The Pamphlet Collection of Sir Robert Stout: Volume 79
The First Visitors
The First Visitors.
As already stated, Mr W. Williams and Mr Colenso visited Ahuriri in 1843, and the following year Mr Colenso came to reside at Waitangi. For a year or two he had no white page 37 neighbours save the whalers, but then traders began to come to the port, and settlers from the Wairarapa were attracted by reports of the quality of the grazing land on the plains.
Two early descriptions of Hawke's Bay are to be found in the Wellington press. On April 24th, 1841. Mr W. B. Rhodes writes to the "New Zealand Gazette and Wellington Spectator" as follows: "The district is known by several names: that most familiar is McDonald's Cove. Many pronounce the native name Awrkli, but Aoriri, the name I use, is sanctioned by the missionaries. The roadstead is sheltered from the prevailing winds; and there is good anchorage in eight fathoms of water one mile from shore. The place would answer as a seaport second to Port Nicholson. The pa is built on an island at the entrance of the river a few yards from the mainland. I should recommend the principal settlement to be placed about ten miles inland on the banks of a river communicating with the port, being near the centre of a fine alluvial valley apparently surrounded by hills of moderate elevation containing probably about 200,000 acres of grass land, mostly clear of fern, and with the exception of some tutu bushes, all ready to put the plough into without any preliminary expense of clearing. There are three large groves of fine timber on the that sufficient for all purposes of building and fencing. I have seen no place equal to it in New Zealand for de-pasturing sheep and cattle."
On May 3rd, 1845, the "New Zealand Spectator" contains a record of a walk along the East Coast, by Messrs J. Thomas and Harrison. They arrived at McDonald's Cove on October 27th 1844, eighteen days out from Wellington, and found it good for page 38 vessels of 100 tons. They say: "The Land immediately around the lagoon is swampy and would require an embankment to render it available for the formation of a township. At the mouth of the river are two sandy islands which might answer for n few stores, but there is no wood, and water must be brought from a distance. The natives want to sell the plain of Hauriri as they want white people to come and settle among them, and doubtless it will make a fine settlement and secure much of the trade of the East Coast, offering as it does the only place of shelter against all winds from Port Nicholson to East Cape."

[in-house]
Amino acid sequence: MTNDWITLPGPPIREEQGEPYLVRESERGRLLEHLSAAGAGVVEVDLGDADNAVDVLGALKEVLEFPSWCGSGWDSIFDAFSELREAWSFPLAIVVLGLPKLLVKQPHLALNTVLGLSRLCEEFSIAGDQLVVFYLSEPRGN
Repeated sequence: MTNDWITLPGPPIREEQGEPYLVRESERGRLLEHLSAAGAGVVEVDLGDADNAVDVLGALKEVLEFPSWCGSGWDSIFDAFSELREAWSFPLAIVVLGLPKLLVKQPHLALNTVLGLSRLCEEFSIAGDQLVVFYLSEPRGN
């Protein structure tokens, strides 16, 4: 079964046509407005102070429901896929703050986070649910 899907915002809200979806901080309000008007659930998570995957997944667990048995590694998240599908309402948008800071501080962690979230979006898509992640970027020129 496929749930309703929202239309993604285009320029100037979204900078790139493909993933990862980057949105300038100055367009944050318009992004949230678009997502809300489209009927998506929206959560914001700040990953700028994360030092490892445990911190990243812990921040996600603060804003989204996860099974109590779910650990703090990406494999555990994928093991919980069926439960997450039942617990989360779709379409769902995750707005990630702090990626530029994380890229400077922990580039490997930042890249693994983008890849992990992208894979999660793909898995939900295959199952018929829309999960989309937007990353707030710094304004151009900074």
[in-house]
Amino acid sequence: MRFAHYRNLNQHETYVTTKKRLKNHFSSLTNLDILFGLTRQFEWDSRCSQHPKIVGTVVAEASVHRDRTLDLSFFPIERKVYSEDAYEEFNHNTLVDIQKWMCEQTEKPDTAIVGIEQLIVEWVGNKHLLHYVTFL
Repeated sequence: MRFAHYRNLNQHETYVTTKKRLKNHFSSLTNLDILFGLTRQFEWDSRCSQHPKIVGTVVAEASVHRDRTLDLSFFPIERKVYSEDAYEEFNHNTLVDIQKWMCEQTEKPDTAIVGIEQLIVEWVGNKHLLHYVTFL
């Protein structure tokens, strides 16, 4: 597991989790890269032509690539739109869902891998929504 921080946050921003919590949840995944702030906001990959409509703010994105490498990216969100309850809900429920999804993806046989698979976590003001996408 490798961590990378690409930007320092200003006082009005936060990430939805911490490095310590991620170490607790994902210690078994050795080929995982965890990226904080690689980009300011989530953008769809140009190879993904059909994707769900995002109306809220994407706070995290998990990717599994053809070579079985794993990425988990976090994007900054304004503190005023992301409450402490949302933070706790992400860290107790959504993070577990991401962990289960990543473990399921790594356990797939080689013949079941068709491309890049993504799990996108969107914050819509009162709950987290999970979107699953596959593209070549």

In a volume of letters by Bishop Selwyn to the secretary of the S.P.G., published London. 1847, there is a description of a journey from Kapiti Island via Waikanae, Otaki, Manawatu river. Ahuriri, Rotorua and Auckland to Waimate. Hay of islands. The Bishop and his party must have been one of the first white men to pass through the Manawatu Gorge and visit the interior of Bawke's Bay. The following brief extracts relating to the early part of the journey may be of interest to readers:—"November 4th, 18J2j lauded at Waikanae and proceeded to Otaki, joined there by Missionary Hadfield and the Chief Justice. Nov. 5, reached Hewa Rewa, on the Manawatu H. Sun., Nov. 6, spent day at Rewa Rewa, conducted divine service and distributed copies of Gospel of St. Matthew. Monday. Nov. 7, began ascent of Manawatu with 6 canoes, each manned by 8 Maoris. Nov. 8, 9, 10, passed through the Gorge and reached a small Native settlement called Kaiwi-tiki-tiki, on the river hank. At one place in the Gorge the canoes had to be unloaded and carried past some rapids. The chief at Kaiwi-tiki-tiki presented party with 25 baskets of page 39 potatoes and treated them kindly. Gospels in return. Friday, Nov. 11, reached highest navigable point of river, and after walking all day through hush encamped on small plain on the bank of the infant Manawatu. Sat.. Nov. 12. Mr Hadfield returned to Waikanae. Sunday. 13th, conducted service and remained in camp. Enjoyed the songs of unnumbered tuis. Nov. 14th, struck camp, dived into a deep gully, crossed the river for the last time.' crossed a few small creaks, passed through dense bush, and in a short time came out on the edge of a plain extending as far as the eye could reach; crossed the Makarotu. Tukipo, Tukituki. Waipawa-nlate and camped on the Waipawa river. Plain called Rua-o-taniwha. Nov. 15 walked over low hills on which wild pigs were very numerous; crossed small plain; reached Native settlement called Roto-atara; this place is on a small island in a small lake. The chief came to meet us dressed in an English suit of white duck, white hat, stockings and shoes; his wife wore an English bonnet and a brilliant red spotted gown. At 1 o'clock met Archdeacon Williams and Mr Dudley, as per appointment made by letter from Otaki on Oct. 13. Nov, 16th, reached Ahuriri after passing over noble plain watered by the Tukituki."